Health testing plays an increasingly bigger role in breeding decisions in our breed. Below are descriptions of the kinds of health tests available to Deerhound breeders and owners today. More information on all of these conditions can be found in the Health Issues menu of this web site.
Currently, we only have one genetic health test, for Factor VII Deficiency. The SDCA recommends that breeders
- know the Factor VII status of their breeding stock,
- know whether or not their puppies could be affected, and
- inform puppy buyers of their puppy’s Factor VII status.
If the Factor VII status of a dog isn’t known, a Factor VII genetic test is recommended.
Genetic tests look at the dog’s DNA to see if the dog is at risk for that genetic disease and, in some cases, estimate the amount of risk. Factor VII-affected dogs have a higher risk of bleeding during surgery than dogs without the risk. Although for some genetic conditions, the level of risk is known, the level of risk is not known for Factor VII. Genetic tests are good for the life of the dog, so you only need to test once.
Although it is not a health issue, there is a genetic test for the mutation that causes hairlessness in our breed. Breeders who want to make sure they do not produce any hairless puppies can test their dogs at any age using Mars Optimal Selection.
Health Screening Tests
Health screening tests look for physical signs of disease before there are symptoms. Breeders use health screening tests on breeding animals to 1) make sure they are healthy enough to withstand the rigors of breeding and 2) to try to determine whether they have a presumed genetic condition for which we don’t yet have a genetic test.
Many Deerhound owners do health screening tests to find diseases early, when they can be easier to treat.
Currently there are several health screening tests that make sense for Deerhound owners to do:
For puppies, the SDCA recommends both a bile-acid test to screen for congenital liver shunts and a heart auscultation to check for heart defects. A regular veterinarian can do both of these tests, and the SDCA recommends that breeders do both tests before puppies go to their homes and inform buyers of the results.
If the bile-acid test is normal, then the puppy does not have a congenital liver shunt and the dog does not need to be tested again for this condition. Although a heart auscultation will detect most heart defects, it is still possible that a mild defect exists but is not picked up by the stethoscope; the only way to confirm that no defect exists is to do a cardiac ultrasound. However, heart defects are rare in Deerhounds, so an ultrasound is not necessary for puppies whose hearts sound normal on their auscultation.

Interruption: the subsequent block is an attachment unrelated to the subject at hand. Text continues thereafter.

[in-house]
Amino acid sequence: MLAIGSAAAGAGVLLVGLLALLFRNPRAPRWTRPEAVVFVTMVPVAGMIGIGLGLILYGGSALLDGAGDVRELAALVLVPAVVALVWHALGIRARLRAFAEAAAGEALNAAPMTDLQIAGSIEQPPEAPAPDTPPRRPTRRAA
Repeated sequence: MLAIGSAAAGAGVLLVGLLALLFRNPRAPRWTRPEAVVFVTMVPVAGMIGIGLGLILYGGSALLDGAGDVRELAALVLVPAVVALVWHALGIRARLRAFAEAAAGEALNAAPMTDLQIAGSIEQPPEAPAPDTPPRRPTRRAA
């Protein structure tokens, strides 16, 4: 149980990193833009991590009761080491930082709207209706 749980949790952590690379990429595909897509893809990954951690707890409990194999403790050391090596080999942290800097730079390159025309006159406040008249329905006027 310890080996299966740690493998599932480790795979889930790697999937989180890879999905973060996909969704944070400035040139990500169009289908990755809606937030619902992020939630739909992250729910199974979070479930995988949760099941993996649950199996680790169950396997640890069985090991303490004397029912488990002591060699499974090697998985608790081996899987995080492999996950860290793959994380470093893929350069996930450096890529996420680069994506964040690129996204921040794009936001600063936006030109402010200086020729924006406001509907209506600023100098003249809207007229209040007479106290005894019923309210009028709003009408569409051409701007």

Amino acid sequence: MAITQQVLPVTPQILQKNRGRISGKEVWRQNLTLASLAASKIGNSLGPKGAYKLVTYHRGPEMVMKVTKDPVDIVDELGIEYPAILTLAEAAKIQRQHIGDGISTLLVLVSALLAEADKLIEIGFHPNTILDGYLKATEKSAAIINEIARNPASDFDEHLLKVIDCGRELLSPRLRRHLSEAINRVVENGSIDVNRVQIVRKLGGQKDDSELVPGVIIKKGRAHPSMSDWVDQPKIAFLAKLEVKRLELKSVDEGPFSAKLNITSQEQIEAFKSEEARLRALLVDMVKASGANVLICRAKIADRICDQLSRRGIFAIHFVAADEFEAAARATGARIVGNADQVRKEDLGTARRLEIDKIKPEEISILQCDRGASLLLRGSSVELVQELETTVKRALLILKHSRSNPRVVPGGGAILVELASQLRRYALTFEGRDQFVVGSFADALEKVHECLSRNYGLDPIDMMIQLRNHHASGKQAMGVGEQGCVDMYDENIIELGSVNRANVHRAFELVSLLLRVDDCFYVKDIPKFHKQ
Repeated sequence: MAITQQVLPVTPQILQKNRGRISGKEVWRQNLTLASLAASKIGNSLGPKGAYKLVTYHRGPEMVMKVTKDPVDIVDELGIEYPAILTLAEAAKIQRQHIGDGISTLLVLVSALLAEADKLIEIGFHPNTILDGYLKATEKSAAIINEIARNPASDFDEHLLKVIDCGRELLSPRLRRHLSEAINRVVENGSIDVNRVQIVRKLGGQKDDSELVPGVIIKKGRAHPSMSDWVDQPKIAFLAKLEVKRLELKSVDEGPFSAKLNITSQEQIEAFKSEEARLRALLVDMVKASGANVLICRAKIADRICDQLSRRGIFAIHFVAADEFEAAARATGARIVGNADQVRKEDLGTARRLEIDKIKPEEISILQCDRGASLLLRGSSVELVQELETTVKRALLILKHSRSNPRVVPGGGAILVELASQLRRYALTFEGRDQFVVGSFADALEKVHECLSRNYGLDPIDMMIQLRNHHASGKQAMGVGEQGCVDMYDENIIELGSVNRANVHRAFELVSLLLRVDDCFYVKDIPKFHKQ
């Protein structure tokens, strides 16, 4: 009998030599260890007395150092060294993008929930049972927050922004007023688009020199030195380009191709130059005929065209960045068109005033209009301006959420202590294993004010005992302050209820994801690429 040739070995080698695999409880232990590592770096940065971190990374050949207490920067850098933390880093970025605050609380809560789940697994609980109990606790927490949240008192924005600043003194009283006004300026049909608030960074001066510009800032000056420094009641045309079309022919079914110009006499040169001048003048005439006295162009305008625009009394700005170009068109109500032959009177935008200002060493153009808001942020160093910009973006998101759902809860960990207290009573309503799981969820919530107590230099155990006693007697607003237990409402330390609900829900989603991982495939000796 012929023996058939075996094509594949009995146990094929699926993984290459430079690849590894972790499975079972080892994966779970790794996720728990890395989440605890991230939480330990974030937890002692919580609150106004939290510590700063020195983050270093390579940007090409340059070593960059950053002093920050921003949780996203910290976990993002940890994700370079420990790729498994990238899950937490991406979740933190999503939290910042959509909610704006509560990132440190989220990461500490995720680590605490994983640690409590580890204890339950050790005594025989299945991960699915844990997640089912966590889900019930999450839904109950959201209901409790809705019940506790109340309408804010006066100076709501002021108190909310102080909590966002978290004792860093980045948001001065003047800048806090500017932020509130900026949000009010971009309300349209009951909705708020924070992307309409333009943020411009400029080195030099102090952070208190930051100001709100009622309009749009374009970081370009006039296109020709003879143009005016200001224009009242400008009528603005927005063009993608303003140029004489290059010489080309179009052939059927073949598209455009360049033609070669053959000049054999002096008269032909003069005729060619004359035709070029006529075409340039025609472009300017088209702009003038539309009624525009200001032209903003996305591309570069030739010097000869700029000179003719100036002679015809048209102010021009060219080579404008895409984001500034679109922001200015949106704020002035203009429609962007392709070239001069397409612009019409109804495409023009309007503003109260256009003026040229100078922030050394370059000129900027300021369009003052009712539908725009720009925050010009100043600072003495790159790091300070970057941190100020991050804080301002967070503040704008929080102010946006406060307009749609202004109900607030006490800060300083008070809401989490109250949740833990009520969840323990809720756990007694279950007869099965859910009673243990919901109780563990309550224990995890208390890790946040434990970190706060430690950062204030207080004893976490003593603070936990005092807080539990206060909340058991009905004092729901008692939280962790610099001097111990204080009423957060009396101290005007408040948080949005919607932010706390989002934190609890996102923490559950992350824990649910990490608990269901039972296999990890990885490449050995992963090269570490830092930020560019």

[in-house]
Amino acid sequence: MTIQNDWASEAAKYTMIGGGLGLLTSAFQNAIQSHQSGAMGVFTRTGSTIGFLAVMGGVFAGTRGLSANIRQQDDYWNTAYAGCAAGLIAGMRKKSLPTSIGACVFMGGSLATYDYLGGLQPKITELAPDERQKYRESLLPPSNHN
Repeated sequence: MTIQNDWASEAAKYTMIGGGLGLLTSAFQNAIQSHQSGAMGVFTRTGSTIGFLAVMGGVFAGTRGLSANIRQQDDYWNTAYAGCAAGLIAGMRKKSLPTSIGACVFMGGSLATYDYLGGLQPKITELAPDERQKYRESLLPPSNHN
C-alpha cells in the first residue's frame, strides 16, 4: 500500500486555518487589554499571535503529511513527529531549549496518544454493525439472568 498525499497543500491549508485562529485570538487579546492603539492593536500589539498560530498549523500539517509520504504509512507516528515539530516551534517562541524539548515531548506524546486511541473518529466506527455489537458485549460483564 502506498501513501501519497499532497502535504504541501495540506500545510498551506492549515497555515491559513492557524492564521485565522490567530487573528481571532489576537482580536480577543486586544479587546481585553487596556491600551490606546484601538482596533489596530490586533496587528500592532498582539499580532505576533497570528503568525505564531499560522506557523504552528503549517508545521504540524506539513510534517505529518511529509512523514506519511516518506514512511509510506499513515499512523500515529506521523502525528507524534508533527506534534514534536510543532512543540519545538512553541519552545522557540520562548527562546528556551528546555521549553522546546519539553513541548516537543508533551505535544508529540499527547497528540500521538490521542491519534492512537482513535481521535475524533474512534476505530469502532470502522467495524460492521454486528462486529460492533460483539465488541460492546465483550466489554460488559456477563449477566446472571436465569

For adult dogs, the SDCA recommends a cardiac ultrasound be done by a veterinary cardiologist to breeding adults before breeding to make sure there are no heart defects or signs of dilated cardiolomyopathy (DCM).
As there is some evidence that DCM can be more successfully treated, extending both the quantity and quality of life for affected dogs, if diagnosed early, many Deerhound owners have their dogs ultrasounded by a veterinary cardiologist every year or two to screen for this disease. As DCM can occur in Deerhounds from as early as two years of age all the way into old age, and an echocardiogram can only detect disease that is apparent at the time of the test, this testing should be done from about the age of two until the dog’s death.
For healthy dogs, a cardiac clinic is a relatively inexpensive way to have your dog’s heart checked. The SDCA runs a cardiac clinic annually at its national specialty. If you can’t make the specialty, the Cavalier Health Fund has a comprehensive list of health clinics on its web site.
If a Deerhound was not given a bile acid test as a puppy, it is recommended for adult dogs, as not all dogs with liver shunts are noticeably symptomatic, especially when young.
Although it is not on the list of recommended health tests for breeding animals yet, another screening test that can be worthwhile for intact male Deerhounds is the nitro-prusside (NP) test for cystinuria. This urine test, which is only run by the University of Pennsylvania in the U.S., tests for amino acids, including cystine, in the urine. High levels of cystine in the urine can mean a higher risk of the dog forming cystine bladder stones, which can cause infection and discomfort and even become a life-or-death emergency for the dog if he becomes blocked and can’t urinate.
The NP test is not yet a recommended health test for breeding stock because, although it is very reliable in other breeds, for reasons we don’t yet understand, it is not as reliable a predictor of cystinuria in Deerhounds. As there have been both false positives and false negatives reported, it should not be the sole criterion to make breeding decisions. However, the test is very worthwhile to help the club’s cystinuria research, and a positive result can put you on your guard that your dog may have a problem down the road. This test is usually offered—and 100% subsidized—at the national specialty, and the club does the shipping, so that’s a great time to get your intact male dog tested annually, and you can bring samples from dogs not attending the show. However, this test is only worth doing on intact (or recently neutered) males, as they are the only Deerhounds who get this disease.
Here is more information on the SDCA’s recommended health tests, including how to get your Deerhound tested. Our blog also has more information: see the Recommended Health Test and Genetic Testing Information categories.